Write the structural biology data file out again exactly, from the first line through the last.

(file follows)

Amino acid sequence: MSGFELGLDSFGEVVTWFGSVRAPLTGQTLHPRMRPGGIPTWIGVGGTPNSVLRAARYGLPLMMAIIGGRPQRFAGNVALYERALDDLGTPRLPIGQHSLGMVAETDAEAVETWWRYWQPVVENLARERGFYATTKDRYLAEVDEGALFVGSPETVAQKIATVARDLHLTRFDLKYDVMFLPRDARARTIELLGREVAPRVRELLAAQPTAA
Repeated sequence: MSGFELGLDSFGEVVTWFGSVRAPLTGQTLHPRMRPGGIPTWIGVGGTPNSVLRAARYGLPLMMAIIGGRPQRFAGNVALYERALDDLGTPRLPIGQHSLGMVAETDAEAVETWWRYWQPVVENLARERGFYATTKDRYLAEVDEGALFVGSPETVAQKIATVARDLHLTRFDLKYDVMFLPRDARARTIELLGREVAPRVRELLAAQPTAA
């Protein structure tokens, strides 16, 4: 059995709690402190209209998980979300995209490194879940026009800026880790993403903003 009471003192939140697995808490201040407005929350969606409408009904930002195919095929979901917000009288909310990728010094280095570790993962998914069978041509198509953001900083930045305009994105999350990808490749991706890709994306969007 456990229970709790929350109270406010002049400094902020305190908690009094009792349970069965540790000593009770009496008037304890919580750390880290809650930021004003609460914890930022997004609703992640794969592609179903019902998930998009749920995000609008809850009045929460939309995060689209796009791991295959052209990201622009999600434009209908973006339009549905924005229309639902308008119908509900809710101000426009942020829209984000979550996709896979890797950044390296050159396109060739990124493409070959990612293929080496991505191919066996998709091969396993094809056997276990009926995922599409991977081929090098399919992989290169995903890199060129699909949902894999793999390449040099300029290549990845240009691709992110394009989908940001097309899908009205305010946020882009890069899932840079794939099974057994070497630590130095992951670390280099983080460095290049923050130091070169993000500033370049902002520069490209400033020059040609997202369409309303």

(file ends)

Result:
Amino acid sequence: MSGFELGLDSFGEVVTWFGSVRAPLTGQTLHPRMRPGGIPTWIGVGGTPNSVLRAARYGLPLMMAIIGGRPQRFAGNVALYERALDDLGTPRLPIGQHSLGMVAETDAEAVETWWRYWQPVVENLARERGFYATTKDRYLAEVDEGALFVGSPETVAQKIATVARDLHLTRFDLKYDVMFLPRDARARTIELLGREVAPRVRELLAAQPTAA
Repeated sequence: MSGFELGLDSFGEVVTWFGSVRAPLTGQTLHPRMRPGGIPTWIGVGGTPNSVLRAARYGLPLMMAIIGGRPQRFAGNVALYERALDDLGTPRLPIGQHSLGMVAETDAEAVETWWRYWQPVVENLARERGFYATTKDRYLAEVDEGALFVGSPETVAQKIATVARDLHLTRFDLKYDVMFLPRDARARTIELLGREVAPRVRELLAAQPTAA
């Protein structure tokens, strides 16, 4: 059995709690402190209209998980979300995209490194879940026009800026880790993403903003 009471003192939140697995808490201040407005929350969606409408009904930002195919095929979901917000009288909310990728010094280095570790993962998914069978041509198509953001900083930045305009994105999350990808490749991706890709994306969007 456990229970709790929350109270406010002049400094902020305190908690009094009792349970069965540790000593009770009496008037304890919580750390880290809650930021004003609460914890930022997004609703992640794969592609179903019902998930998009749920995000609008809850009045929460939309995060689209796009791991295959052209990201622009999600434009209908973006339009549905924005229309639902308008119908509900809710101000426009942020829209984000979550996709896979890797950044390296050159396109060739990124493409070959990612293929080496991505191919066996998709091969396993094809056997276990009926995922599409991977081929090098399919992989290169995903890199060129699909949902894999793999390449040099300029290549990845240009691709992110394009989908940001097309899908009205305010946020882009890069899932840079794939099974057994070497630590130095992951670390280099983080460095290049923050130091070169993000500033370049902002520069490209400033020059040609997202369409309303």